Once electronic monitoring was applied, 29 respondents (71%) said that women took up various positions in bed (lying flat, lying on their side, sitting upright), while 4 (10%) said they had to lie flat, and 8 (20%) said they could mobilise freely. Thirty-five respondents (88%) said that all women in hospital could move around freely in labour as did all 34 who had knowledge of home births.
Performing vaginal examinations intrapartum
When asked whether or not the midwife or doctor in hospital would explain to women why they thought it was necessary to carry out a vaginal examination, 18 (46%) said ‘no’ and 8 (21%) said ‘yes, always’. In addition, 21 (51%) said clinicians in hospital would never ask the woman’s permission to do the examination, and six (15%) stated that they would inform the woman of what they were going to do. Of those who cared for women at home, 25 (89%) said that they always explained to women the necessity for carrying out a vaginal examination, and 22 (81%) ‘always’ and 5 (19%) ‘sometimes’ asked her permission. These described differences between hospital and home care are statistically significant (chi-sq = 32.06, d.f. = 2, p < 0.0001 (explaining) and chi-sq = 32.9, d.f. = 2, p < 0.0001 (asking permission).
Performing artificial rupture of membranes (amniotomy)
Thirteen respondents (32%) stated that the midwife or doctor in hospital would explain to women why they thought it was necessary to carry out artificial rupture of membranes (ARM) and a further 24 (59%) would sometimes explain. Twelve respondents (30%) also commented that women were told “…it’s dangerous to leave it [amniotic membranes] intact…” or that “it’s [ARM] necessary” and eight respondents (20%) stated that women were told that ARM was “…necessary to speed up the labour”. However, only 10 (25%) said that clinicians would ‘always,’ and 19 (48%) would ‘sometimes,’ ask the woman’s permission. At home, 15 midwives (88%) would ‘always’ and 1 (6%) would ‘sometimes’ explain why it was necessary to carry out ARM, and 14 (82%) and 2 (12%) would ‘always’ and ‘sometimes’ ask permission. These statements comparing differences between hospital and home care were also statistically significant (chi-sq = 15.89, d.f. = 2, p < 0.001 (explaining) and chi-sq = 16.1, d.f. = 2, p < 0.001 (asking permission)).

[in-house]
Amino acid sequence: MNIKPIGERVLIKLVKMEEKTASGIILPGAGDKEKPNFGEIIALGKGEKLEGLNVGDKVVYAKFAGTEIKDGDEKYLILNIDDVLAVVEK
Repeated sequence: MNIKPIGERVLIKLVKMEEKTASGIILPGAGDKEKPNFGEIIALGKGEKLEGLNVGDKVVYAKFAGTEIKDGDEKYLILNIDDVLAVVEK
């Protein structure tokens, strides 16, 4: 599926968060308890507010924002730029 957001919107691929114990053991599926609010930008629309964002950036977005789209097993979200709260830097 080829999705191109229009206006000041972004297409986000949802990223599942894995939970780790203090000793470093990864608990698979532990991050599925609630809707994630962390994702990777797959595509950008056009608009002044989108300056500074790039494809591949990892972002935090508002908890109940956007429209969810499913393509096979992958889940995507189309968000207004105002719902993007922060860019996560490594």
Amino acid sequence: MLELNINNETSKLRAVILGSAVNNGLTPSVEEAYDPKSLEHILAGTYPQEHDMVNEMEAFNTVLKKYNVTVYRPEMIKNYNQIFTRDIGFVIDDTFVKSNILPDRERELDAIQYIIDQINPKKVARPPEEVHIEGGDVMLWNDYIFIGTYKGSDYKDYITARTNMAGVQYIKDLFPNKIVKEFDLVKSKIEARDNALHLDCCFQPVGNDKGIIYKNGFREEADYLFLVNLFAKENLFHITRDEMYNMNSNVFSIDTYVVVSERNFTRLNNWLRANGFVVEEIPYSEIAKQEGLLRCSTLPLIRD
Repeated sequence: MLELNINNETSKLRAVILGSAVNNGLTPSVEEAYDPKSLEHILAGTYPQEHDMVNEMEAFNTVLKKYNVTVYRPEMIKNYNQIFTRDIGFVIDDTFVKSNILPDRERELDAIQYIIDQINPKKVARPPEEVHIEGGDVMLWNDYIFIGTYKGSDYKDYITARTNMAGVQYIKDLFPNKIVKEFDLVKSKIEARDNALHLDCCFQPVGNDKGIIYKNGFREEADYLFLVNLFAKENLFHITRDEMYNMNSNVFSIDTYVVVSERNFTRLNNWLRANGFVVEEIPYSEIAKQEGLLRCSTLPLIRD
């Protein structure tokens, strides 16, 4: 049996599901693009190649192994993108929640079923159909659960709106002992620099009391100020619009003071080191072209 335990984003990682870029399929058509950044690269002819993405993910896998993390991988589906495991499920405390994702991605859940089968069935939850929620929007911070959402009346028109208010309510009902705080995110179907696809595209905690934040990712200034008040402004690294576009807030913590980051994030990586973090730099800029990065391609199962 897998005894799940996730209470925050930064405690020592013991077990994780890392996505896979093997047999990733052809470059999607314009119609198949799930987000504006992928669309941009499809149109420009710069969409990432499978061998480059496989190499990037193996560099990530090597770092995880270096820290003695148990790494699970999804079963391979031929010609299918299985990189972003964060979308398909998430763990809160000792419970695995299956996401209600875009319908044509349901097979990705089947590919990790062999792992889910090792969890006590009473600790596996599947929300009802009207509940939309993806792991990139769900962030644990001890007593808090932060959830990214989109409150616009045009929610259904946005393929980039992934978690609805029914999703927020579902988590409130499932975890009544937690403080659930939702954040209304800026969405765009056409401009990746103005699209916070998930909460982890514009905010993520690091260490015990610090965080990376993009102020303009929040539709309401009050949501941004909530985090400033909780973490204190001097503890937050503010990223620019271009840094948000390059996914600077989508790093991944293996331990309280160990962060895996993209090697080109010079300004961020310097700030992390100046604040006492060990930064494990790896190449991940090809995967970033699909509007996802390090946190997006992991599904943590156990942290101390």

Eating and drinking in labour
All women labouring at home, with no high-risk factors, were permitted to drink fluids in labour, and eat a light diet such as yoghurt, soup, bread, biscuits or fruit. Fewer respondents said that similar women in hospital were allowed to drink fluids (n = 39, 95%), a non-significant difference, and eat light diet (n = 31, 76%), a statistically significant difference (Yates’ chi-sq = 6.86, d.f. = 1, p < 0.01).
Clinicians’ reactions to women’s refusal of treatment or intervention
Respondents were asked: “When women refuse any treatment or intervention offered in hospital, what is the midwife’s, doctor’s or doula’s reaction?” Fourteen (37%) of the 38 respondents described the midwives’, doctors’ or doulas’ reactions as “blackmailing” or “threatening”, that they “frighten[ed]”, “reject[ed]”, “accused” or “[put] pressure” on women, became “aggressive” or “reacted emotively”. Respondents stated that women were “threatened, undergo negative or unpleasant reactions and are … manipulated”, that they were told that “their baby is being endangered” or that their “decision is putting your baby at risk of death”. Eleven (29%) described clinicians as being “argumentative” and that they “attempted to convince” women to accept the intervention. Clinicians were described as “upsetting [women]”, “[displaying] arrogance”, “[becoming] distant”, “[being] pushy,” “forcing [women],” with some “calling the head obstetrician”.
Ten respondents (26%) said clinicians would “explain the benefits” “[of the intervention or treatment]” and while they were “sometimes not happy” with the woman’s decision, they were “accepting” and “respected her decision”. Three respondents (8%) stated that clinicians’ reactions depended on the situation, and any of the aforementioned reactions might occur.
Outcomes for women when clinicians disagreed with women’s refusal of treatment or intervention
Thirteen (35%) of the 37 respondents stated that if “the woman defends and holds [on to] her position [and] her decision”, she might be asked to sign a “negative reverse” (waiver of responsibility for the hospital) and be told to “face its consequences”. In addition, women “might experience an unpleasant atmosphere or [be made feel] fearful”, that clinicians may “put emphasis on harming [the] baby” and that their attitude towards women might change, and they may display intolerance.